Asian Carp

Study Recommends Beefing Up Great Lakes Asian Carp Defenses

Aug 7, 2017
Dan O'Keefe / Michigan Sea Grant

The U.S. Army Corps of Engineers will release a study today detailing the best ways to prevent Asian carp from getting into the Great Lakes.

A document outlining the study says the current defense – an underwater electric barrier – should be beefed up. The recommended plan would add complex noises, like the underwater recordings of a boat motor.

Live Asian Carp Discovered Near Lake Michigan

Jun 26, 2017
Illinois Department of Natural Resources

Fears that Asian carp could show up in the Great Lakes were renewed when one of the fish was caught on June 22 near the T.J. O’Brien Lock and Dam in the Little Calumet River, just nine miles from Lake Michigan.

Asian Carp Regional Coordinating Committee

Asian Carp are an invasive group of fish that can compete with native wildlife for food and habitat. The Army Corps of Engineers maintains an electrical barrier to prevent the fish from entering Lake Michigan, but the problem spans all across Illinois. 

Asian Carp were first brought to the United States through aquaculture facilities, or fish farms, as a way to deal with algae in the tanks and make the resulting product tastier. The fish farms often are placed next to rivers for water sources.

Asian Carp Regional Coordinating Committee / JENNIFER BRDLIK ELEVATED CARE

While Illinois deals with invasive Asian Carp in its waterways, medical marijuana plants are ripening for sale across the state.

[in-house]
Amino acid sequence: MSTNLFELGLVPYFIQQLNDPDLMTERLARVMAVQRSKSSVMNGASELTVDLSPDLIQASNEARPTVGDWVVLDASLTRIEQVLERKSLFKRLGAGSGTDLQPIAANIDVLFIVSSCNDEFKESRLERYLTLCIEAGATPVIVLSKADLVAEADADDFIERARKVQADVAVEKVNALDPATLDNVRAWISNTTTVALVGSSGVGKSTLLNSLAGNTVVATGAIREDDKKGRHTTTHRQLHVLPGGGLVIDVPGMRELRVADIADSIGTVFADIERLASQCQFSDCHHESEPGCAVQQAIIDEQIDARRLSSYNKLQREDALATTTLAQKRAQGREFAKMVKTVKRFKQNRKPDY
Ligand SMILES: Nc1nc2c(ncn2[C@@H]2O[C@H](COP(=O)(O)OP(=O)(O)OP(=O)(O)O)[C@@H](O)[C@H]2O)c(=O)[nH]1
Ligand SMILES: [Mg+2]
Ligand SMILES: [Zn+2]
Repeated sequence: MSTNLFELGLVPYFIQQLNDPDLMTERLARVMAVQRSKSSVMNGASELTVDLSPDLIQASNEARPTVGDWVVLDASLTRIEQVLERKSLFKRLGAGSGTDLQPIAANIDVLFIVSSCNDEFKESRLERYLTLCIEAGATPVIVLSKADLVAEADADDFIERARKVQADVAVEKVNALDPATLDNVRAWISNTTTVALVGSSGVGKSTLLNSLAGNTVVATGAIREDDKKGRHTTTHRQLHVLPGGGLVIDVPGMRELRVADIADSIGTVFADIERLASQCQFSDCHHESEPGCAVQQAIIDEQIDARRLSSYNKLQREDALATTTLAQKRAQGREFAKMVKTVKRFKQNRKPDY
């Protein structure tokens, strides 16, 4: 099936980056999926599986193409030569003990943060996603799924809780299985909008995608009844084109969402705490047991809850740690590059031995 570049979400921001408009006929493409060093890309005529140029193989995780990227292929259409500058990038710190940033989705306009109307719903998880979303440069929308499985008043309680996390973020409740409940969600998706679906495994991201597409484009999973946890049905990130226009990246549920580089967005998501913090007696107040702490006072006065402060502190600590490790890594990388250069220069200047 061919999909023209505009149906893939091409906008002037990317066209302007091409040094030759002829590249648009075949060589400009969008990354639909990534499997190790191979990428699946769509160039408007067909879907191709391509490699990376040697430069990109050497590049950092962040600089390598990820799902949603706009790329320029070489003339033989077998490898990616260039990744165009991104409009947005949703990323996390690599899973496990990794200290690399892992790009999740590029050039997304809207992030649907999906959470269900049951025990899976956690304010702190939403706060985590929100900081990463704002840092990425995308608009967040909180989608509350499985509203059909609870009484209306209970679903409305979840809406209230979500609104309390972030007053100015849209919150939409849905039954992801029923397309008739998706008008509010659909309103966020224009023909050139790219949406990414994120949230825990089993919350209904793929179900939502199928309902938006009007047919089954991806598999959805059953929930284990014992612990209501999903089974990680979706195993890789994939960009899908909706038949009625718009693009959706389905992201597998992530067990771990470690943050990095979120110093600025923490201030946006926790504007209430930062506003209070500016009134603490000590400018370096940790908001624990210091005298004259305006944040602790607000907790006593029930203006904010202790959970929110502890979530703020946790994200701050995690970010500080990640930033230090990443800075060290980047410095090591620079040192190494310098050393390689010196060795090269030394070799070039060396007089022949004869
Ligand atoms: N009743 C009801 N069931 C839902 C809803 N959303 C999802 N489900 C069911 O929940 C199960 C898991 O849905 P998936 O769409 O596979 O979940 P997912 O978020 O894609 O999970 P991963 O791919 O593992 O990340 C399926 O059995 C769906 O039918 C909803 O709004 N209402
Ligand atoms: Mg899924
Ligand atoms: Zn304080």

The two issues might share an economic link.

Medical cannabis is set for sale this fall.  That’s caught the attention of some of the state’s fishing industry.  

A fish processing company in northwestern Illinois sees the budding medical pot business as a new market for a product they sell, made of Asian Carp from the Mississippi and Illinois Rivers.  

Flickr user Asian Carp Regional Coordinating Committee / "School of Jumping Silver Carp" (CC BY 2.0)

Asian carp, an invasive species in northern Illinois, may be declining. That eases the concern of them spreading into the Great Lakes.

But the area’s not out of the woods yet.

Matt O’Hara, an Asian carp project leader for the Illinois Department of Natural Resources, says the carp can ruin the ecosystems in the Illinois River and its tributaries. That’s because they eat the same food that other native species – such as big-mouth bass – live on.

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